As the end of the year approaches, you may be hearing a lot of talk about capital gains, capital losses, and something called “tax loss harvesting.” A lot of clients ask me about “harvesting” their losses – specifically, how can “losses” be a good thing? Here’s a broad overview, that may help you save a few dollars in taxes:
Capital Gains: If you buy an investment, it gains value, and you sell that investment – you’ve realized a capital gain. The difference between your purchase price and sale price (the gain) is potentially subject to capital gains tax.
Capital Losses: If you buy an investment, it loses value, and you sell that investment – you’ve realized a capital loss.
Adding it Up: As you prepare your taxes, you’ll add up all of your gains and losses to determine your total gain (or loss) for the year. Losses offset gains on a dollar-for-dollar basis. For example, imagine an investor who sold two holdings during the year. In one transaction, she realized a $100 gain. In another, a $90 loss.
Sold XYZ Stock: $100 Capital Gain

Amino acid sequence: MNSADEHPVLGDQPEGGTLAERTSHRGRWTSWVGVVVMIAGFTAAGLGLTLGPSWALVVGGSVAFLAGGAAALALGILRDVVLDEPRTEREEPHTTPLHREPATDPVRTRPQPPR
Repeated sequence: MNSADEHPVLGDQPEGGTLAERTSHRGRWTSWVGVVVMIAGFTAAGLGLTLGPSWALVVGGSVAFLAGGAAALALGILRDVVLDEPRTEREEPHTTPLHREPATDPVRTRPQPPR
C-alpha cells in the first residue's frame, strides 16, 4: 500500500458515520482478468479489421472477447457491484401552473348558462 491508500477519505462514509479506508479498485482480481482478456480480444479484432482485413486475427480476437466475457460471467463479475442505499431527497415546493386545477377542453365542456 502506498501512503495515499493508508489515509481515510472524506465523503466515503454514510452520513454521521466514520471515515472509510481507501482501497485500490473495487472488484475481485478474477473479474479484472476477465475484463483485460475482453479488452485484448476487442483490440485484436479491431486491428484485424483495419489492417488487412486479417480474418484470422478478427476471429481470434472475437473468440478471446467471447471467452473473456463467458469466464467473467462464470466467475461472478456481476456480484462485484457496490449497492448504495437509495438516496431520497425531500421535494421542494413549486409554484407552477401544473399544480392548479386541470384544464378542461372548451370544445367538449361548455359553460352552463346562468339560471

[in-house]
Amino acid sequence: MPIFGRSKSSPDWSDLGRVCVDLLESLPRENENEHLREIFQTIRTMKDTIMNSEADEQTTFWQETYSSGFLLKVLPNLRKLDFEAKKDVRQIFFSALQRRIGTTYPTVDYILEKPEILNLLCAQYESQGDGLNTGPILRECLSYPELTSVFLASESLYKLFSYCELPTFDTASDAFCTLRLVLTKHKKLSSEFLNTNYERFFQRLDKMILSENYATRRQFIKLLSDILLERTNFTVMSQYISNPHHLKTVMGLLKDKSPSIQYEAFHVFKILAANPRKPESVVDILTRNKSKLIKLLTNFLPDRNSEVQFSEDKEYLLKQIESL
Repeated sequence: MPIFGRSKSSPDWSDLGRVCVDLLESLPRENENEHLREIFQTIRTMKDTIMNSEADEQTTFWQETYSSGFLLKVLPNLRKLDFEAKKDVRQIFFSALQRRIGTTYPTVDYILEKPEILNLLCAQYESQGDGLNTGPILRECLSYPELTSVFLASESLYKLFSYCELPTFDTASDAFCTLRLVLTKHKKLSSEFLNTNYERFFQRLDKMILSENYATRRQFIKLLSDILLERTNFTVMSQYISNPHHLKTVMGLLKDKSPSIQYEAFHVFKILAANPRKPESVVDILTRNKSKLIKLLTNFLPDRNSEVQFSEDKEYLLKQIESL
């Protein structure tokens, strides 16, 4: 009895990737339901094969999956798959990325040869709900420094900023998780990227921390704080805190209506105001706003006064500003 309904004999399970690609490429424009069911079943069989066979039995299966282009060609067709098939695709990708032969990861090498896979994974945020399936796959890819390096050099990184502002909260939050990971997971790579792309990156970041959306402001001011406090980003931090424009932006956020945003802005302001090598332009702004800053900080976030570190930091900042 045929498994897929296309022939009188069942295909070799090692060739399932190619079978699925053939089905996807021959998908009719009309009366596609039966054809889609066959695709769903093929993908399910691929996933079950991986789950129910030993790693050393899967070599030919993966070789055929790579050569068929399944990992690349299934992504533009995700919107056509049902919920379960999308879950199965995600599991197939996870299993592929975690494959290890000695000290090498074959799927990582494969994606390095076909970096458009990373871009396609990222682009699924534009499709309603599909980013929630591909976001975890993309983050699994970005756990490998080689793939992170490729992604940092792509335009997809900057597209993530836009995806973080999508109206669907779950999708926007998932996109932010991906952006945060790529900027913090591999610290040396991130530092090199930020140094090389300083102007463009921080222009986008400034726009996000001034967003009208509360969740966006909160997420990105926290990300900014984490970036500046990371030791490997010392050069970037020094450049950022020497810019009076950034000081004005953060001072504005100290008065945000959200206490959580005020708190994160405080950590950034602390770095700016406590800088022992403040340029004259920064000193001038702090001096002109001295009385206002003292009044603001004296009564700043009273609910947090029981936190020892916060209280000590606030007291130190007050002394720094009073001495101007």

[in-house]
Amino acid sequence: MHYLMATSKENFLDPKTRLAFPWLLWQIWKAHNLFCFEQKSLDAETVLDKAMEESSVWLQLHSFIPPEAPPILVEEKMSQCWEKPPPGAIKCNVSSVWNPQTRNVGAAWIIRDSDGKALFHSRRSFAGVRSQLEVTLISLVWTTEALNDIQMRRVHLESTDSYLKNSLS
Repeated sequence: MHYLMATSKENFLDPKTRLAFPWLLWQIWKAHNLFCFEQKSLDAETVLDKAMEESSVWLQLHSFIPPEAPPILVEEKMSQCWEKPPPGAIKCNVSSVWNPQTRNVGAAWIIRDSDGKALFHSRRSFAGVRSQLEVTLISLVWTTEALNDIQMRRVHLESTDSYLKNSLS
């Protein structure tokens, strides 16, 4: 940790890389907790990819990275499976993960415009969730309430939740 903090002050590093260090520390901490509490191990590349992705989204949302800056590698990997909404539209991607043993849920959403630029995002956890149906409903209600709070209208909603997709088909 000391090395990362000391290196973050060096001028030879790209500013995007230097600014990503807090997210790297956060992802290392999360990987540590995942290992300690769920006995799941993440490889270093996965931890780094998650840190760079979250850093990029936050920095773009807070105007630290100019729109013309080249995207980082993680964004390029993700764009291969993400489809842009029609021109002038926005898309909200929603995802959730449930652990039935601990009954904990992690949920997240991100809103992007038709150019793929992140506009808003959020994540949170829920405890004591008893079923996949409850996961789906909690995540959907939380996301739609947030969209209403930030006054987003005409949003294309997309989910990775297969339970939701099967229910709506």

Sold ABC Stock: $90 Capital Loss
Net: $10 Capital Gain for the year
In this scenario, the taxpayer would have $10 in capital gains for the year – potentially subject to taxation.
Harvest Season: At the end of the year, many investors review their year-to-date realized gains and losses. If they have significant capital gains, and are therefore worried about a tax bill, they look over their remaining holdings. Finding investments that have lost value (and that they don’t mind selling) can help to decrease the capital gain total. By selling those holdings, an investor is “harvesting” a loss for strategic tax purposes. It is important to note that a lot of the rules surrounding gains/losses vary. There is further nuance surrounding the holding period of your investment (short term vs. long term), the treatment of excess losses, and the taxability of capital gains. Depending on your income and tax filing status, the above outline may or may not apply to you in full. To examine your own situation, consult your tax preparer or talk with your fee only financial planner.